House utility expenses are based on a variety of factors, including the size and age of the property. Other variables depend on your usage -- for example, if you run the air conditioner all summer at a low setting, you’re going to incur a higher bill than someone who uses the AC sparingly. Likewise, energy-conscious homeowners who implement energy-savings plans are more likely to have lower utility bills. If you rent rather than own a house, a landlord might cover some of your utility costs. These are usually bills with amounts that don't vary, like trash pickup.
Water utility charges are typically based on gallons used, and might include sewer charges as well. Numerous people sharing a house and taking regular showers and doing laundry can increase water bills. Other factors that impact the price for water include automatic sprinkler systems, swimming pools and water features like fountains and koi ponds. Water utility costs vary from one part of the country to another. For example, water rates in the desert are typically higher than those in the Midwest.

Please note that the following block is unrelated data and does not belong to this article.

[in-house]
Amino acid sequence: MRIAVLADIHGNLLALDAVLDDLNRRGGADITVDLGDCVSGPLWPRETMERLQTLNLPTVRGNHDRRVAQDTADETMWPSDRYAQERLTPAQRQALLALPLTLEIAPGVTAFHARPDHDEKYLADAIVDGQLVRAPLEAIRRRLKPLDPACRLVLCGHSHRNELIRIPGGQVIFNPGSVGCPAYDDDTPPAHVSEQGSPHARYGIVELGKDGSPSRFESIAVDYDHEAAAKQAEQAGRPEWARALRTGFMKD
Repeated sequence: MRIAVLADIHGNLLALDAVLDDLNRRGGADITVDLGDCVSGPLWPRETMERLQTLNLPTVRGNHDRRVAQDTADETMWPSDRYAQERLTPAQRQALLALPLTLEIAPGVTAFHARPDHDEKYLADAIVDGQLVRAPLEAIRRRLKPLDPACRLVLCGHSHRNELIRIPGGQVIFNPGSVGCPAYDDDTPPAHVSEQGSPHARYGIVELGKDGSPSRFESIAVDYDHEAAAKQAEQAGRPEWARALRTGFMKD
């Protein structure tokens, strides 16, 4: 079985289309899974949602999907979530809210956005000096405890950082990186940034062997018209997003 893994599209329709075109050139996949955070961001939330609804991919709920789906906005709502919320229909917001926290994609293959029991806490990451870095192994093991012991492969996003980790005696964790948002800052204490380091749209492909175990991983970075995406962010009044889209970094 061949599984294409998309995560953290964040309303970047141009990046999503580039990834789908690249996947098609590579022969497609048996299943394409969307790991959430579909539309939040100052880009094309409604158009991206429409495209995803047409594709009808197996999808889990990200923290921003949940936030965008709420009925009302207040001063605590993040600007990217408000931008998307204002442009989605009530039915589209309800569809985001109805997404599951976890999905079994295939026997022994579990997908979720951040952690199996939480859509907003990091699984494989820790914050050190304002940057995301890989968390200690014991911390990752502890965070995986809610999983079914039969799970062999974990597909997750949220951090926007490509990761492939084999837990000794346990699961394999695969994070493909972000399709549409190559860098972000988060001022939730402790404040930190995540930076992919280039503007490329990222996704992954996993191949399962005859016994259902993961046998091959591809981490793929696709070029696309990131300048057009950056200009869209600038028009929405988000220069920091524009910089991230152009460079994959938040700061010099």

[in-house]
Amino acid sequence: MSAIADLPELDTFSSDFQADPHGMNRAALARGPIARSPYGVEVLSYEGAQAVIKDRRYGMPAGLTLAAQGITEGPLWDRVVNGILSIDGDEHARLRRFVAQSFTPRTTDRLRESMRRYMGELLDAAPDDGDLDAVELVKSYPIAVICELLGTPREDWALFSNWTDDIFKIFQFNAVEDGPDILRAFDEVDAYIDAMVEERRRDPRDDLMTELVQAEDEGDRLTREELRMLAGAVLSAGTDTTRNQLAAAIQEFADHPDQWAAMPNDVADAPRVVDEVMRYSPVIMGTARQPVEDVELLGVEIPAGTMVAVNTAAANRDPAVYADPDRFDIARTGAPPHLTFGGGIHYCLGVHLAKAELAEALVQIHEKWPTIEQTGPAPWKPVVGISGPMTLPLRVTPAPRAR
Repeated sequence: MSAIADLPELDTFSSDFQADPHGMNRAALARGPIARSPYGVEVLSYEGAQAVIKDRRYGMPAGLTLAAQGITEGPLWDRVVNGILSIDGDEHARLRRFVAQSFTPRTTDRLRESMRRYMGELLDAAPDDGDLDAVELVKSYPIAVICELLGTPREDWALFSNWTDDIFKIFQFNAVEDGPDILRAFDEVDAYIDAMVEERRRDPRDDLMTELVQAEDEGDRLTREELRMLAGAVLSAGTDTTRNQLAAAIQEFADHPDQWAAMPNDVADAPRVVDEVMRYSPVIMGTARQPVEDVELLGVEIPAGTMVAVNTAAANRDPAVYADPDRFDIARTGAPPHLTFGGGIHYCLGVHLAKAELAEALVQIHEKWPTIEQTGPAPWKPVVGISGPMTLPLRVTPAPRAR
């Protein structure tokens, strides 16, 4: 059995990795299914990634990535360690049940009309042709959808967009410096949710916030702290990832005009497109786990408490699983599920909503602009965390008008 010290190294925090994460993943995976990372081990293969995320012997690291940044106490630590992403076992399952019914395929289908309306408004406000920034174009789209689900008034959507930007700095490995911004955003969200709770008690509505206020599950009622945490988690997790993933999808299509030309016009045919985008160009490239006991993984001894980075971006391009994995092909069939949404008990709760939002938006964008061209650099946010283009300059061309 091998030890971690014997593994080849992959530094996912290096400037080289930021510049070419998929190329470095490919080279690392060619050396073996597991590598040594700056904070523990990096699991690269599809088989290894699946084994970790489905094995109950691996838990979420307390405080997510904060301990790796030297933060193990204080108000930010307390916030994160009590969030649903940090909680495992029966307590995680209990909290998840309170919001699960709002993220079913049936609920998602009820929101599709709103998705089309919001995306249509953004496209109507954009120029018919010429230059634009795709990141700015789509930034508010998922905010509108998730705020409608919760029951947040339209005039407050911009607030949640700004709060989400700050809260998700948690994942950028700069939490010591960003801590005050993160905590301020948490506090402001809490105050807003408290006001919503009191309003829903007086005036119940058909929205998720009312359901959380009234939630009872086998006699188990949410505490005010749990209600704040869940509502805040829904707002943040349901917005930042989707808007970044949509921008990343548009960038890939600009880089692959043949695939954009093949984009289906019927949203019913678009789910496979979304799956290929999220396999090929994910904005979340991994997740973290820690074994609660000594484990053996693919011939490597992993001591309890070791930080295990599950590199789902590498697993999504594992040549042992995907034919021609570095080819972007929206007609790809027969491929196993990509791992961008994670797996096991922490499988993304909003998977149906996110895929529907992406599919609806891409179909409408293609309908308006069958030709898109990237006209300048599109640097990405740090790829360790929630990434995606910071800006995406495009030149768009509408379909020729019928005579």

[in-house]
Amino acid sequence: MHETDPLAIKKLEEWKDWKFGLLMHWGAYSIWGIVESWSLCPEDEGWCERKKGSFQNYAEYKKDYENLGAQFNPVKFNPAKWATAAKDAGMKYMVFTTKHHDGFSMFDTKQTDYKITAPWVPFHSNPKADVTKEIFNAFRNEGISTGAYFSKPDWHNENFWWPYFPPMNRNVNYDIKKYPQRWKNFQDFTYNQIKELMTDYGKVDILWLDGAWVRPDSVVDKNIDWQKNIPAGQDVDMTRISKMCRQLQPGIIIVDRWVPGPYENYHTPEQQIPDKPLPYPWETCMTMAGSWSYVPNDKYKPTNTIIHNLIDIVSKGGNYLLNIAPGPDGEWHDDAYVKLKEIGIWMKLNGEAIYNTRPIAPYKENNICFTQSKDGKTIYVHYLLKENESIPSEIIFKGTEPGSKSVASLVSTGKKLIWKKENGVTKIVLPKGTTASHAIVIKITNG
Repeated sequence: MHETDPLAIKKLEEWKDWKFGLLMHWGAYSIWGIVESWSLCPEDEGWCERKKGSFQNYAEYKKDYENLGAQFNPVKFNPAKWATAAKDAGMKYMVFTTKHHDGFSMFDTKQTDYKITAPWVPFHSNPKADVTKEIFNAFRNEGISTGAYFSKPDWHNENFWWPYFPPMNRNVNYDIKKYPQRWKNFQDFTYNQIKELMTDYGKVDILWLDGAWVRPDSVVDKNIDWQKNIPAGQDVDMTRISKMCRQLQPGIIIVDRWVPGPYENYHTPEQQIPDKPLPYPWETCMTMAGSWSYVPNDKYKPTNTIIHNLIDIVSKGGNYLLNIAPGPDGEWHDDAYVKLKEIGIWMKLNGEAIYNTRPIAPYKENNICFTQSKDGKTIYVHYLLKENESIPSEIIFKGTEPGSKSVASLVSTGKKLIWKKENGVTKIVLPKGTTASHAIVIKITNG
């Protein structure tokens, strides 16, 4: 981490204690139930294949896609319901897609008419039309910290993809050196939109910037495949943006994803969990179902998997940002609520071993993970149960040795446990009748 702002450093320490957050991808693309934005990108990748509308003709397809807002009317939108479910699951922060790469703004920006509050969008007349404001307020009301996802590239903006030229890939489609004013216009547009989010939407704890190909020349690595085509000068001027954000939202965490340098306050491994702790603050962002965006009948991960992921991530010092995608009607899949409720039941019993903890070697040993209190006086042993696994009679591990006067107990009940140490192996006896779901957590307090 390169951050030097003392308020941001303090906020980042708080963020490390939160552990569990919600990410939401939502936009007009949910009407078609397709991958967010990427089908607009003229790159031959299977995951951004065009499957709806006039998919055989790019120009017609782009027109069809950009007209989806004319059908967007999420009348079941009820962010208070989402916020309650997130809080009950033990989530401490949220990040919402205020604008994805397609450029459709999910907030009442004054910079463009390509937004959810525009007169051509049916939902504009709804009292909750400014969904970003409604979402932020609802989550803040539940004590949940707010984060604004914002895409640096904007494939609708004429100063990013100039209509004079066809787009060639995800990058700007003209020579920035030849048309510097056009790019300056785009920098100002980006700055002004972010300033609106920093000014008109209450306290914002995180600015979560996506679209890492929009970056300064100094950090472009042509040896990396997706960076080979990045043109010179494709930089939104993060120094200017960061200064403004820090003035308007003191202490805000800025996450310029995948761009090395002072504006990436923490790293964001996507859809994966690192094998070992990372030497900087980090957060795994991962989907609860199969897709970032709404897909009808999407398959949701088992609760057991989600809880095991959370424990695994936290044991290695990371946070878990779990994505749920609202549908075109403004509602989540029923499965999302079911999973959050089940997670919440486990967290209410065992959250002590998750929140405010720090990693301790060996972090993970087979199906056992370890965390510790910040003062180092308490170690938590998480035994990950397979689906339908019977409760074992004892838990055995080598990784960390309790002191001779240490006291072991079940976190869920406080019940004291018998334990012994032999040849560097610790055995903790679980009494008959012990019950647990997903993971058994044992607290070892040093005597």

Electricity and Natural Gas
Power bills, for electricity and/or natural gas, are usually the biggest bills you'll have to pay for utilities. The price you pay for power is impacted by your use, or consumption, the size and age of the house and its energy-saving features. For example, a well-insulated home with energy-efficient appliances will cost less to heat and cool than a home that is not well insulated. Conducting regular self-audits of home energy use can help you determine where you can reduce energy usage and cut costs. Energy-smart appliances can reduce power bills, as can energy efficiency practices in the home.
Trash utilities are connected to waste and refuse removal. Trash typically covers garbage and recycling pickup. Prices can vary based on frequency of service. Rates are generally set by the city and often include access to a city dump for residents who need to dispose of items that are too large to be picked up during regular trash collection service.
Phone and Cable
Telephone and cable service are sometimes viewed as household utilities, as is Internet service. These utilities can sometimes be packaged or bundled, or they can be purchased separately. The price for these utilities is usually based on the specifics of the package options you buy as part of your contract agreement. Cell phone service is generally not considered a household utility expense.
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